Boards are increasingly concerned about code. This is primarily because code plays an ever more important role in company performance. Great code enables companies to better engage customers, make smarter decisions, and disrupt markets—or at least keep pace with disruptive competitors—while avoiding security and compliance risks. So boards have to worry about it.

Code is also a growing boardroom concern because of changing board demographics. Once upon a time, board members were vertical market veterans whose eyes glazed over when C-level executives came into the room talking technology. Nowadays, companies are recruiting tech-savvy board members who can provide strong strategic guidance for the digital marketplace.

This board-level engagement in all things DevOps poses a significant problem to senior IT executives. Historically, after all, IT leaders mostly had to just worry about explaining to the board what IT did. Today’s board members already know what IT does. They want to know how IT is doing it. And why. And whether IT is doing it as well as other companies.

Plus, because board members have been around the block a few times, they want to know how IT can really be sure it’s doing things the way it claims to be doing them.

That last question can only be answered with DevOps automation.

A mature process is a known process
Many people think about automation exclusively in terms of speed and efficiency. But automation also regularizes process.

This regularization is critical for quality, security and compliance. Organizations that depend excessively on the discretion of individuals to conform to a process can’t claim to actually have a reliable process in place. They may hope that security best practices are being consistently employed. They may be able to tell regulators what they instructed their staff to do in a training session six months ago.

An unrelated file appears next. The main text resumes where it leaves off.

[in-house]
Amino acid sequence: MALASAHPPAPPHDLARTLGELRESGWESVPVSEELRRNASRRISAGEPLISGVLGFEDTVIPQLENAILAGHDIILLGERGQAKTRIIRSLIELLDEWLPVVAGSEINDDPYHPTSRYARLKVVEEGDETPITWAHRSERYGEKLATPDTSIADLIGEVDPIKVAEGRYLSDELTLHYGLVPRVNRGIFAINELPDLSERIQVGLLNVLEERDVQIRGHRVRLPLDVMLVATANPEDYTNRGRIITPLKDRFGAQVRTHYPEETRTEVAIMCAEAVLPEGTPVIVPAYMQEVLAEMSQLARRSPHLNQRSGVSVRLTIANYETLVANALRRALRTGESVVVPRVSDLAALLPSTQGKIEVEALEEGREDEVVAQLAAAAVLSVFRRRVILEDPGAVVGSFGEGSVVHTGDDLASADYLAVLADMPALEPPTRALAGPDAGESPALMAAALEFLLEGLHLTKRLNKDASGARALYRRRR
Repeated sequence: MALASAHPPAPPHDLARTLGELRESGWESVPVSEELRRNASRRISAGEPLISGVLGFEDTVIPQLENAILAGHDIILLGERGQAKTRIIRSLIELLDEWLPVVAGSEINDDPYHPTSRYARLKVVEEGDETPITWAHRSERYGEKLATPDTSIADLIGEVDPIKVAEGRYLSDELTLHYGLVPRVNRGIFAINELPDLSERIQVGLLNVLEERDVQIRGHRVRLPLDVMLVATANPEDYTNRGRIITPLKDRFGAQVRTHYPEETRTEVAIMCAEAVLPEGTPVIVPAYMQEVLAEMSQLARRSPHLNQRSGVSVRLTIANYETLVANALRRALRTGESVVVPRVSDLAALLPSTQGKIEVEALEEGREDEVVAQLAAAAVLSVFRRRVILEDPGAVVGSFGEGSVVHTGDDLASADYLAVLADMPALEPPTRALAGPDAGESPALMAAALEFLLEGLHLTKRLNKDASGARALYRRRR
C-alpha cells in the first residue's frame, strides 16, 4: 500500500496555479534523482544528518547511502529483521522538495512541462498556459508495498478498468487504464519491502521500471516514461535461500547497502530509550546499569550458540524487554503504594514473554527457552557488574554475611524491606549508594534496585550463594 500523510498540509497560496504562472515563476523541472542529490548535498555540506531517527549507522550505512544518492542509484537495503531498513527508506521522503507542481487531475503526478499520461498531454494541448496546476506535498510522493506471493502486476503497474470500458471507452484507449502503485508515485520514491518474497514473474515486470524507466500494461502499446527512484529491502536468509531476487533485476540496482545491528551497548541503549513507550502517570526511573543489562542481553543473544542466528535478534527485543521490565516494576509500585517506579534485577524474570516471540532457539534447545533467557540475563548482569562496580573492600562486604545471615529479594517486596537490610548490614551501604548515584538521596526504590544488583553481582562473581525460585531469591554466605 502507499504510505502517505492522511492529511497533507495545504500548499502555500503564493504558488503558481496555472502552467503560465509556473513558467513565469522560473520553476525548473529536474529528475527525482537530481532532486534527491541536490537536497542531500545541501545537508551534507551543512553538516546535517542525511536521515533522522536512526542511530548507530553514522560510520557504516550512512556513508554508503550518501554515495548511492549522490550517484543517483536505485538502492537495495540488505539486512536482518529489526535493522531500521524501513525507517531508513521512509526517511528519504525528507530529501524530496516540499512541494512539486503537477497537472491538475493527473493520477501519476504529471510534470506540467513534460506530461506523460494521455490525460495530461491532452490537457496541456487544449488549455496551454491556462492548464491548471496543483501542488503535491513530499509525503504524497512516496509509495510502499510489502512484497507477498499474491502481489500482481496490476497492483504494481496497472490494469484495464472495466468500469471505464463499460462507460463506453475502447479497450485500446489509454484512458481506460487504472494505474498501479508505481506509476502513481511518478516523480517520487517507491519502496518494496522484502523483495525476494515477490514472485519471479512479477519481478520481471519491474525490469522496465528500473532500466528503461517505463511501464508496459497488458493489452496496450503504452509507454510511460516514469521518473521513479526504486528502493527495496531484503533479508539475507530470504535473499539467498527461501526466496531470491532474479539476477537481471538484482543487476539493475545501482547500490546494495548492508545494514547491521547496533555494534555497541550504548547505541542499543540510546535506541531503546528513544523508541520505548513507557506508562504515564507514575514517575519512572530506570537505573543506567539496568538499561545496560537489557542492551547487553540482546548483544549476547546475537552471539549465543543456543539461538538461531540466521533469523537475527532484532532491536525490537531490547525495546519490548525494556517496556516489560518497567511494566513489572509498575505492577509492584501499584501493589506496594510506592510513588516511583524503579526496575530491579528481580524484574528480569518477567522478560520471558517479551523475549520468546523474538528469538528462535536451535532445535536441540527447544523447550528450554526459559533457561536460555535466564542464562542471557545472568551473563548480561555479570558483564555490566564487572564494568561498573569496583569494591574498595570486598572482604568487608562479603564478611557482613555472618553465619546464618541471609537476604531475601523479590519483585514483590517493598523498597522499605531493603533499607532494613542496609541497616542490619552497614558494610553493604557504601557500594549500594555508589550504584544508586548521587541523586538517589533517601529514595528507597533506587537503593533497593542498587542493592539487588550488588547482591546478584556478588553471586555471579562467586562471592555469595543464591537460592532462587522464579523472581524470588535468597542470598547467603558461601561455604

But, without automation, these organizations ultimately only have hopes and excuses. They do not have reliable processes.

DevOps process automation doesn’t rob individuals of the power to make decisions. On the contrary, a properly automated process empowers individuals to decide how to optimally apply the process, how to deal with exceptions to the process, and even to suggest improvements to the process.

What automation doesn’t do is allow people to simply ignore or sidestep processes, because that’s bad. It’s bad for quality, security, and compliance. And it’s bad to boards that demand accountability.

Automation and risk
Today’s boards understand how important it is to develop and deliver code more quickly. And they know how important it is to remove DevOps inefficiencies that limit the ability of a company to achieve business advantages through code.

But they are also keenly aware of how the push for DevOps speed and efficiency can exacerbate code-related risks to the business and the brand. That’s why they are deeply concerned about process.

IT leaders must be able to respond to these boardroom code concerns with confidence. That’s why they should strongly consider a more rigorous and pervasive embrace of DevOps automation.